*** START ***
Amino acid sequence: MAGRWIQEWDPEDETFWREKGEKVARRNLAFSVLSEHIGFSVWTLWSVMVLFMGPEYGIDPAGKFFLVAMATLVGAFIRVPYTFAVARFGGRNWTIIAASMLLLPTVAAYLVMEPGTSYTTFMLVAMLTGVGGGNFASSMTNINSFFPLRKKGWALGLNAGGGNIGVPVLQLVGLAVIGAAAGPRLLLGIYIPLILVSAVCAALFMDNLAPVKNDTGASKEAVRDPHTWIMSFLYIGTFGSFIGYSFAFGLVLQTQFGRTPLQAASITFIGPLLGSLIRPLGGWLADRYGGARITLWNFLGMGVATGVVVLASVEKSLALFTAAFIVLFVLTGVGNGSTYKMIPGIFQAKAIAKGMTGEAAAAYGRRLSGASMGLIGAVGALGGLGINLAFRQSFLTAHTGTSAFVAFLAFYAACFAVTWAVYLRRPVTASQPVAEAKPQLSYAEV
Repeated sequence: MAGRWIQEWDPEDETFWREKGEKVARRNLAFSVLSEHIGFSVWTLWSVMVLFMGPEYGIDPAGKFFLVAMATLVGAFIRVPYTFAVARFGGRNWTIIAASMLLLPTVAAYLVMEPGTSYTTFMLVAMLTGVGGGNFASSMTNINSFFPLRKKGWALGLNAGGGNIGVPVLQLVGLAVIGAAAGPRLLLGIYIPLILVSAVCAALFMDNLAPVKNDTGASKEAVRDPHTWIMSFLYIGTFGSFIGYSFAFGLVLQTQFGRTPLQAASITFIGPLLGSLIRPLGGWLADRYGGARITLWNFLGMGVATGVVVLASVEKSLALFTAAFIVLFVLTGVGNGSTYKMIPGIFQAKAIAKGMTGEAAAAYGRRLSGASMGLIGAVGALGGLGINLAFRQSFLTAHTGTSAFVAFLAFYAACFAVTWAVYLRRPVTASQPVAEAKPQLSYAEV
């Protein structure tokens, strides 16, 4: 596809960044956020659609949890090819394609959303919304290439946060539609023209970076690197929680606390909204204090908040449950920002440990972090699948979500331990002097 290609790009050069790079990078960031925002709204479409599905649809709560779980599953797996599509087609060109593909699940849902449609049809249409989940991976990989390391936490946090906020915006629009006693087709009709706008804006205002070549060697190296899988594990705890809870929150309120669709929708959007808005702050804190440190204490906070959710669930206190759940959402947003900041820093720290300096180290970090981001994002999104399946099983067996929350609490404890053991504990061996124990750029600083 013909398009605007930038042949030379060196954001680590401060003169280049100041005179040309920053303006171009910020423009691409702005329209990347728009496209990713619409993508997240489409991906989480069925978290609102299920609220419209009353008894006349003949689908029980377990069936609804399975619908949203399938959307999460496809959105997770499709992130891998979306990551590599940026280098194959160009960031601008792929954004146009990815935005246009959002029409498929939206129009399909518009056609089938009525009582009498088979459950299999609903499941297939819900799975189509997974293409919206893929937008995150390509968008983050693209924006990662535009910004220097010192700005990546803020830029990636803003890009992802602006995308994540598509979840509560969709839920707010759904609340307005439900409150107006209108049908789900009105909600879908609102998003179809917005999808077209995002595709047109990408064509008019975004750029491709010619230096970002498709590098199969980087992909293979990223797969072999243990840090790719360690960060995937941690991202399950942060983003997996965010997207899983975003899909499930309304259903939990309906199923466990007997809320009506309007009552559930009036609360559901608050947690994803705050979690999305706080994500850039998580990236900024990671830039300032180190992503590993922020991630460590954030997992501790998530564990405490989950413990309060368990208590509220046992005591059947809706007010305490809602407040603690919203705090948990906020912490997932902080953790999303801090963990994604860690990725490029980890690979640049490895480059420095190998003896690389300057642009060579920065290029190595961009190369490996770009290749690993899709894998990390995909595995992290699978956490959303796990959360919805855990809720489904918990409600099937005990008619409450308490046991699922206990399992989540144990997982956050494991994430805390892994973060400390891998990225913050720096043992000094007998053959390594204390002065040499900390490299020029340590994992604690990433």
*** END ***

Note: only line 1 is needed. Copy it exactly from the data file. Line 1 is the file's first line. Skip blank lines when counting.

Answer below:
Amino acid sequence: MAGRWIQEWDPEDETFWREKGEKVARRNLAFSVLSEHIGFSVWTLWSVMVLFMGPEYGIDPAGKFFLVAMATLVGAFIRVPYTFAVARFGGRNWTIIAASMLLLPTVAAYLVMEPGTSYTTFMLVAMLTGVGGGNFASSMTNINSFFPLRKKGWALGLNAGGGNIGVPVLQLVGLAVIGAAAGPRLLLGIYIPLILVSAVCAALFMDNLAPVKNDTGASKEAVRDPHTWIMSFLYIGTFGSFIGYSFAFGLVLQTQFGRTPLQAASITFIGPLLGSLIRPLGGWLADRYGGARITLWNFLGMGVATGVVVLASVEKSLALFTAAFIVLFVLTGVGNGSTYKMIPGIFQAKAIAKGMTGEAAAAYGRRLSGASMGLIGAVGALGGLGINLAFRQSFLTAHTGTSAFVAFLAFYAACFAVTWAVYLRRPVTASQPVAEAKPQLSYAEV